Project: Lumaly House
Architects: Agraz Arquitectos
Location: Guadalajara, Mexico
Photographs by: Mito Covarrubias
Lumaly House by Agraz Arquitectos
Located in the capital of the Mexican state of Jalisco, Guadalajara, this contemporary house was designed by Agraz Arquitectos in 2016. It spans across two floors and has a lavish courtyard and a spacious backyard.
The main scheme of this house is an L shape looking directly at the street. The smaller section is where the entry hall and family room are locate whereas the bigger part that is on the side of the garden hosts the kitchen, dining room, living room and terrace.
Inside of the Lumaly House is a beautiful tree next to the tallest window. This tree is considered as a witness of time in a sense that it will accompany the family and grow old, together with them.
This is a very special house, among other things because its main inhabitant, besides the family that lives here is a tree. Before we go any further it is important to observe that the emplacement of this house seems to be at odds with the street. Although seemingly so, it is quite the opposite. In this sense, since it’s longitudinal axis is oriented east-west (perpendicular to the street), and the most favorable orientation for the house in north-south, it was decided that the house accordingly so, should to look inwards rather than outwards. This means that it is not so much at odds with the street, but instead of looking directly at it, the project deals with the street through the creation of an important transition space between both the building and the street, which helps to change the pace while approaching the entrance. Underlying this exterior transitional space, lies the belief in the idea that each project, no matter how small, has a responsibility towards the creation of place in the city.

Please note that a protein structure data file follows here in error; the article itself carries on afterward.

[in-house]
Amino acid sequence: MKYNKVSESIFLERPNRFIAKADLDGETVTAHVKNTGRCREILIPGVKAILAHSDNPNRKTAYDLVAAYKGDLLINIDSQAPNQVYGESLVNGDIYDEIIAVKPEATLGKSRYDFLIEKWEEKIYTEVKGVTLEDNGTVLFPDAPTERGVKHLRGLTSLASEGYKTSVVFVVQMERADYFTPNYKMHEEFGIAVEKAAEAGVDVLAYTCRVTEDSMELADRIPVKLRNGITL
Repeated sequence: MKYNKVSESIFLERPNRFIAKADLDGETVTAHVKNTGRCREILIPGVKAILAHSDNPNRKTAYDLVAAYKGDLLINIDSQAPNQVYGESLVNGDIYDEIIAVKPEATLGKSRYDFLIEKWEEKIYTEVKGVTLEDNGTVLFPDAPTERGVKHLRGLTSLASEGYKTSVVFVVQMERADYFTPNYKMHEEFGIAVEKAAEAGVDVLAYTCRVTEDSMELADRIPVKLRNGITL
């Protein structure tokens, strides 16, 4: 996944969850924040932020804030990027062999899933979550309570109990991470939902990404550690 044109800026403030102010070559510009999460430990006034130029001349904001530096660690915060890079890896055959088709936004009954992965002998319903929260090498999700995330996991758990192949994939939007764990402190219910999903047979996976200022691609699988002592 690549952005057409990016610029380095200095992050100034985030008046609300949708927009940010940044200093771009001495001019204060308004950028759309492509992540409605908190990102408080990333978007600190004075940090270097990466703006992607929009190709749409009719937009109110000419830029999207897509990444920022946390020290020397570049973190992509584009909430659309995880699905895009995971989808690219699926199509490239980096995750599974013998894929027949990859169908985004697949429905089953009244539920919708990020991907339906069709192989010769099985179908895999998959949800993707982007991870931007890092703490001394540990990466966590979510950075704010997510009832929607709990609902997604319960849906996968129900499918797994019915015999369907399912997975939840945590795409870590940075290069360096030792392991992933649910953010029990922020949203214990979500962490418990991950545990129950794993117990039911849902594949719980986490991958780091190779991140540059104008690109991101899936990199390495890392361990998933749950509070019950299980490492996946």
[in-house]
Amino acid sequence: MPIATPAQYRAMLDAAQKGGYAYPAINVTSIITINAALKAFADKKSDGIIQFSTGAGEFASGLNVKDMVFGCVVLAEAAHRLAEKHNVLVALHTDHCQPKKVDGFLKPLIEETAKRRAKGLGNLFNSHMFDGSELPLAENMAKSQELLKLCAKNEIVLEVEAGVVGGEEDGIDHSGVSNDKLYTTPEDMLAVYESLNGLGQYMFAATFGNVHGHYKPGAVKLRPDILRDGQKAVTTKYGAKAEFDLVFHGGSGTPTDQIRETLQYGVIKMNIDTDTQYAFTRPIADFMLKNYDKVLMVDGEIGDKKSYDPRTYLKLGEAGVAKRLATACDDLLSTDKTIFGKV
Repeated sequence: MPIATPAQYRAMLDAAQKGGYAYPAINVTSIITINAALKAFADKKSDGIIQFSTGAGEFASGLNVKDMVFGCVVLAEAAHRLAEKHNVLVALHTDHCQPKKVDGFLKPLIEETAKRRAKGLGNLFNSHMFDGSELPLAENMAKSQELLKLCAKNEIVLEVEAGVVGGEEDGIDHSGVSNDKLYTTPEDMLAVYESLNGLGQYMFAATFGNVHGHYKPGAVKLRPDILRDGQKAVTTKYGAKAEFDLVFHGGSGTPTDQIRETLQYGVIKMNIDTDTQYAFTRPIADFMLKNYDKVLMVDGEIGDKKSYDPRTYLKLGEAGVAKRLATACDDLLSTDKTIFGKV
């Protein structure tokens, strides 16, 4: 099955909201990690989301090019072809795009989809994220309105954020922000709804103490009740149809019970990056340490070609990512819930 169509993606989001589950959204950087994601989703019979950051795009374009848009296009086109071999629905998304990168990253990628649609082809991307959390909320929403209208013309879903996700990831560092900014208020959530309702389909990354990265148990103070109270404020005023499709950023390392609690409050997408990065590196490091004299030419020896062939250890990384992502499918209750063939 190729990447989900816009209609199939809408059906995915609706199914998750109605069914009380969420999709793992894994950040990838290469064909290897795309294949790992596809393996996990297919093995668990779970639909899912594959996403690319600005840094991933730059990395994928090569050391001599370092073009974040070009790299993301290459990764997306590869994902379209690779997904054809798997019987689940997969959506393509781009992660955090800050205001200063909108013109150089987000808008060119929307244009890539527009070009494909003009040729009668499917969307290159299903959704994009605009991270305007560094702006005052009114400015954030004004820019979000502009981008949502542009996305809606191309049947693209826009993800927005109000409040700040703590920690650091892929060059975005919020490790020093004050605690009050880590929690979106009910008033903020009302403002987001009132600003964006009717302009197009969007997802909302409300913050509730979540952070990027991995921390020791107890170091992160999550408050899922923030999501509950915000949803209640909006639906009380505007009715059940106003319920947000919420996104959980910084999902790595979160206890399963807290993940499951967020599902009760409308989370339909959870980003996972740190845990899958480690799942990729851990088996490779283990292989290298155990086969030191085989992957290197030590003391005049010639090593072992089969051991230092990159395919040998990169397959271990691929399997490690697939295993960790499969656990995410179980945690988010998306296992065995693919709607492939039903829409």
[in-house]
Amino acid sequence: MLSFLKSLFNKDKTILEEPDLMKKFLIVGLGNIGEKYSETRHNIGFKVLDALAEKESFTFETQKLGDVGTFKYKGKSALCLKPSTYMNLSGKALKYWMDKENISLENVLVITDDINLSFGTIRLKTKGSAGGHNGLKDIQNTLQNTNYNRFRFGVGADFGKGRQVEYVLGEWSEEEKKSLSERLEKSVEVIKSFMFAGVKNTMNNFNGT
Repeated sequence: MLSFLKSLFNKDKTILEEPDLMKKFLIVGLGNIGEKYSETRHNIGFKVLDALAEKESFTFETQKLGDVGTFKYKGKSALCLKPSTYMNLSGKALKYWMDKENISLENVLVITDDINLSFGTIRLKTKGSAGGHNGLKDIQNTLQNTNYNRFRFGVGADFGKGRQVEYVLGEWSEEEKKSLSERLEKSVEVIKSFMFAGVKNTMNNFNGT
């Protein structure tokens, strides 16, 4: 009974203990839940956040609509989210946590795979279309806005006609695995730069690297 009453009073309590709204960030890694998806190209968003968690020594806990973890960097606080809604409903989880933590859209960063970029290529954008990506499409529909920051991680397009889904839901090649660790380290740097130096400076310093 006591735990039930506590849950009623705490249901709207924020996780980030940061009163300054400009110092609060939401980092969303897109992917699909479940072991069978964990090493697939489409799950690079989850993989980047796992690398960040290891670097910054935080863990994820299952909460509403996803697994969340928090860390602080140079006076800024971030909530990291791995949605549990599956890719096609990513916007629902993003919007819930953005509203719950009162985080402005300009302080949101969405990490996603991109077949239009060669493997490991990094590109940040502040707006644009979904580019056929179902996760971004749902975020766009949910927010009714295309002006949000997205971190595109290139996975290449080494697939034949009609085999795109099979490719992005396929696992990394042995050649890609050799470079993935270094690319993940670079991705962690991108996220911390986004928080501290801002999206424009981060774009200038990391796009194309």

The decision to orient the house inwards determined its layout. In a broad sense, the main scheme is a very straight forward “L” figure. Its smaller section contains the entrance and family room, while the larger part of the figure, that looks directly towards the garden, hosts the kitchen, dining room, living room and the terrace. In between them, lies the key space that articulates the house both horizontally and vertically, while at the same time, constitutes the house’s main spacial feature. This is the only place in the entire building where we find a double height ceiling. It is so, because it contains a beautiful tree located next to the tallest window in the house. This is precisely the window that communicates, through its lattice, with the garden. Said lattice, designed by the artist Adrian Guerrero, combs the light and brakes it into a myriad of dancing sun rays that set the tone for the house’s particular atmosphere.
Both the light filtering through the artwork and the tree, are meant to be daily reminders of time. As architecture is a witness of space, so the tree is a witness of time. The tree is this house’s partner, it will accompany the family and grow old with them, it will share their lives and their memories. This is why it is a very special house, among other things because its main inhabitant, besides the family that lives here is a tree.